The debut release from Toronto's Biblical is a surprising, powerful, and elemental record.
New Damage, the fledging aggressive music imprint of respected Toronto-based indie label Dine Alone Records, has been assembling an ever-more impressive roster of talent: two records it released last year, KEN Mode’s Entrench and the Flatliners’ Dead Language, recently received Juno nominations. On March 11, it put out Monsoon Season, the full-length debut from Biblical—a gargantuan record that fuses hard rock’s energy and nimbleness with the rich tones and towering riff structures of psychedelia and sludge metal. A powerful, elemental record, Monsoon Season looks to be yet another banner release for the label.
The talent that has assembled to form Biblical is staggering. Vocalist and bassist Nick Sewell is perhaps best known for his time in Illuminati, but also played for years with garage metal monsters Tchort. Sewell, along with guitarist and keyboardist Andrew Scott, also performed with the Mountains, Sebastien Grainger’s backing band on his 2008 solo effort. Scott is also known for his work in indie-pop outfit the Bicycles. Drummer Jay Anderson and guitarist/vocalist Matt McLaren also worked with Scott in Luca Maoloni’s eclectic ensemble the Old Soul.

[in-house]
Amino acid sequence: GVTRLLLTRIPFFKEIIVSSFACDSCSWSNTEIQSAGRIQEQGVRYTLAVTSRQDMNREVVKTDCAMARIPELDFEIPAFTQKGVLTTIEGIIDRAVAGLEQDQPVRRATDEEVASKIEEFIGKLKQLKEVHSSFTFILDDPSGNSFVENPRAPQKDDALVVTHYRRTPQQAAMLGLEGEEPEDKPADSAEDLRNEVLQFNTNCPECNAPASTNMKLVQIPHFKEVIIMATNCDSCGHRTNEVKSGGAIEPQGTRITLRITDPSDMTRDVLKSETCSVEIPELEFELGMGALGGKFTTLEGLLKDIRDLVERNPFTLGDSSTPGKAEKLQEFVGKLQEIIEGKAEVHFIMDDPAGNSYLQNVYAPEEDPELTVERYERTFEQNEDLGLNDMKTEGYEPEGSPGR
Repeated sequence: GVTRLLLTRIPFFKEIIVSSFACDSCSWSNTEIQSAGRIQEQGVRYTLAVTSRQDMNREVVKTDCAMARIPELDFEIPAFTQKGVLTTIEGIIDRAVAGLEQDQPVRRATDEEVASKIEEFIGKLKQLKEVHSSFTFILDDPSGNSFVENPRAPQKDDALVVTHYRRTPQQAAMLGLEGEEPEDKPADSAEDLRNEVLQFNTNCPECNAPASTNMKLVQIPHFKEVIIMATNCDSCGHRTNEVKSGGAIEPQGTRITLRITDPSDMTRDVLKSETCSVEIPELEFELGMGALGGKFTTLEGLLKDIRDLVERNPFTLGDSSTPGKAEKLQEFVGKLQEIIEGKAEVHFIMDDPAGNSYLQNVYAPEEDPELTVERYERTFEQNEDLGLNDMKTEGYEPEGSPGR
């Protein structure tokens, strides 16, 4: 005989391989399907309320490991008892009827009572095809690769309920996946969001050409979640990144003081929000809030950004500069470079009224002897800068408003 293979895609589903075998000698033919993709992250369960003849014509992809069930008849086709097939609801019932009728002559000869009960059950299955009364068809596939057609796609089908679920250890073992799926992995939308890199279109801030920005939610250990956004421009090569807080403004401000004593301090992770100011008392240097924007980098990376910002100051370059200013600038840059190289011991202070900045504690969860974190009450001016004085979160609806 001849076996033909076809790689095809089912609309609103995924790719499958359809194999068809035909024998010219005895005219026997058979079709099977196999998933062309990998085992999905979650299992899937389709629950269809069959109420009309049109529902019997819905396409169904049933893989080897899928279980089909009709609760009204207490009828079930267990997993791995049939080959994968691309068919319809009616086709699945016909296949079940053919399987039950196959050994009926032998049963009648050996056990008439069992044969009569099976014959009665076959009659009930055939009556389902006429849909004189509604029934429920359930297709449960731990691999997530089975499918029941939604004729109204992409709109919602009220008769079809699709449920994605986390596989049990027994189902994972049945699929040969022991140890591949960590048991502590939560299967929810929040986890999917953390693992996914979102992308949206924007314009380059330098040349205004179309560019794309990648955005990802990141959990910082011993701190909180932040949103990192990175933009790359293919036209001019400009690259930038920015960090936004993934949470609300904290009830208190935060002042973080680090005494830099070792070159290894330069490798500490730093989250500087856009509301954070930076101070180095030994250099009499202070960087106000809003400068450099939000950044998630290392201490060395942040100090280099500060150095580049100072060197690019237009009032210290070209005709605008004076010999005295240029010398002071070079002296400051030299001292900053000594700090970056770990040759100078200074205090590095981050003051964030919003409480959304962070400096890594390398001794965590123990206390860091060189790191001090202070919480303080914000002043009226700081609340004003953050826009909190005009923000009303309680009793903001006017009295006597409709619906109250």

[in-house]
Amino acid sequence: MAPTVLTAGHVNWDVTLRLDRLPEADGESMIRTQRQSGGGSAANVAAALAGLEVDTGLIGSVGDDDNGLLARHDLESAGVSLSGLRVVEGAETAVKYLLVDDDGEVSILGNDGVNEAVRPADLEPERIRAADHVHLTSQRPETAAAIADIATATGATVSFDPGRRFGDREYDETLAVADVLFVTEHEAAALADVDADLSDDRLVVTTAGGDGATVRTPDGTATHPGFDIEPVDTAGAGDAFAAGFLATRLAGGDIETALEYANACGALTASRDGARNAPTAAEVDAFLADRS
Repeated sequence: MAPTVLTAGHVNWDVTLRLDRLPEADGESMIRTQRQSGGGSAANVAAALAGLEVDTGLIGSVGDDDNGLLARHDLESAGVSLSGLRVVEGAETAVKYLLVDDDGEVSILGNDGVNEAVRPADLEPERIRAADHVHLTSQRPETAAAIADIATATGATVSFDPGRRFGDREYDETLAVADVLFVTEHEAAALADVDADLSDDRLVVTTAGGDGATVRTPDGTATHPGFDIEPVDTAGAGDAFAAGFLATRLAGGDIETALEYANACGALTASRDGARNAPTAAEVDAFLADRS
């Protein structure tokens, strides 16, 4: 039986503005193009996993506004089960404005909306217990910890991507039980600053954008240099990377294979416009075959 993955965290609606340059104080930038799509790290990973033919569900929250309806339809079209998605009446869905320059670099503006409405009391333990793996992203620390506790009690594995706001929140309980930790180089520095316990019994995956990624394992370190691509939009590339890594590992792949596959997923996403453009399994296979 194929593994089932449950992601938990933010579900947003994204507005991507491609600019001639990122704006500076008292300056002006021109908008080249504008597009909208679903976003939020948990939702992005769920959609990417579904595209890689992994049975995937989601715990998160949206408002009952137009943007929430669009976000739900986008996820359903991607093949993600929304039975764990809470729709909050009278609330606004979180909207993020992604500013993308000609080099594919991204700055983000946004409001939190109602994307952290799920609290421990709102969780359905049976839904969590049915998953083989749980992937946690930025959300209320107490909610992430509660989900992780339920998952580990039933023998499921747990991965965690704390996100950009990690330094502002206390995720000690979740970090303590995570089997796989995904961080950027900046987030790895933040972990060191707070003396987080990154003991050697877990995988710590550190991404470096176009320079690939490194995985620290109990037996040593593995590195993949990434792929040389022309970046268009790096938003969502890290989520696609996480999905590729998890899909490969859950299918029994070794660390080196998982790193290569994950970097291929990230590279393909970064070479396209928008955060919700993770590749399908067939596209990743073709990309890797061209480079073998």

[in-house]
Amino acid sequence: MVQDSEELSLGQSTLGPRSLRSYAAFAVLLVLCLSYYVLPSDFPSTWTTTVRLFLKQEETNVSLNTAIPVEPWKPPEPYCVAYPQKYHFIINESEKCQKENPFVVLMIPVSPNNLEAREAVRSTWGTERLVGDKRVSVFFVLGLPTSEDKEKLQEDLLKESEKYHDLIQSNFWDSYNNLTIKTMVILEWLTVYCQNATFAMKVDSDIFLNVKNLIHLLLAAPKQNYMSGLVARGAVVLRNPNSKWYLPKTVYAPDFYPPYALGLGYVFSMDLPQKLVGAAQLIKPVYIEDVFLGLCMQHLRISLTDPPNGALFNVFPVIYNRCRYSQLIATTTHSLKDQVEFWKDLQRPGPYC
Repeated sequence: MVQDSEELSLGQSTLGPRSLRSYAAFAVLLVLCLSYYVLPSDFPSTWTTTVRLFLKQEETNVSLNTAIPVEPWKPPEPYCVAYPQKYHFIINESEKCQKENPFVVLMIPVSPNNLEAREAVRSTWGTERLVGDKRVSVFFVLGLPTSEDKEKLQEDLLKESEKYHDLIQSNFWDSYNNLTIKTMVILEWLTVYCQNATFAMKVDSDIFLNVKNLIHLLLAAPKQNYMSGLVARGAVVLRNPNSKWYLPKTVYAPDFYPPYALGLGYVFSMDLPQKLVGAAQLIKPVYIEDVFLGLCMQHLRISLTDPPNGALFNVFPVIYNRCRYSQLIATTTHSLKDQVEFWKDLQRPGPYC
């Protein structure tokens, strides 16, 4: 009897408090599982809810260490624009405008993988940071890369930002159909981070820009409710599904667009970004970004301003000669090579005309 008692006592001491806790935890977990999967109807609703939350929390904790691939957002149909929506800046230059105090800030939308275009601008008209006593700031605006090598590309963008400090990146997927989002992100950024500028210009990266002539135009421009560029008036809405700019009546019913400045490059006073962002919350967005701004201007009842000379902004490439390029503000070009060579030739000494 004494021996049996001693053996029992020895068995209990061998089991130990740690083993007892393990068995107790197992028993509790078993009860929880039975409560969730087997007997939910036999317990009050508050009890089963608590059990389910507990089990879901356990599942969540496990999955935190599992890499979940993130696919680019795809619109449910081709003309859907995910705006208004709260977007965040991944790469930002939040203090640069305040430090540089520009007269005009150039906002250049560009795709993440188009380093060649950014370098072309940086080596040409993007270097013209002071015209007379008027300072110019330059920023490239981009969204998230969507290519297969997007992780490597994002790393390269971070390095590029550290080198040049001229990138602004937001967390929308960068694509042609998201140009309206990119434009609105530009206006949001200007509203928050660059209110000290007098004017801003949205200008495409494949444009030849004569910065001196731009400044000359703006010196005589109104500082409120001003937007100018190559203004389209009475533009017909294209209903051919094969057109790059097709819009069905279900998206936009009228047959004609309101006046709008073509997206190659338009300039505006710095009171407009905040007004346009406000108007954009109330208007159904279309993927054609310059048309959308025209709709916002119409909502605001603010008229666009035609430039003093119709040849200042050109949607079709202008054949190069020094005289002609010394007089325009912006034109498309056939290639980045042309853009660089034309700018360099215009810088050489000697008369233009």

Their first full-length effort, Monsoon Season, is surprising even considering the careers of the artists who created it. They have a particular talent for creating moments of surprise, like sludge-laden breakdowns drenched in the chords of an organ, or the pairing of Kyuss-like, tectonic vastness with driving, relentless energy. Their songwriting has a brightness to it, a sunny quality similar to that evoked in Torche’s last two releases.
Which technically Biblical conjures images of heat and light, the songwriting itself takes place in an entirely difference register: Monsoon Season is an emotional deluge. The vocals on “All Justice, No Peace” ache with a deep and abiding despair that defies the idea of closure and explores how ideas of justice or fairness often involve simply layering one tragedy on top of another. “Married Man” is at once cheeky and grim, with a healthy sense of black humour and a heady dose of longing. The 11–minute titular track is unquestionably the heart of the record—a steady downpour of texture and tone that exposes the listener mercilessly to the elements, reminding us that we very seldom get to take shelter from what we’re going through: all we can do is weather it.
You can stream the track “Second Sight” from Monsoon Season here.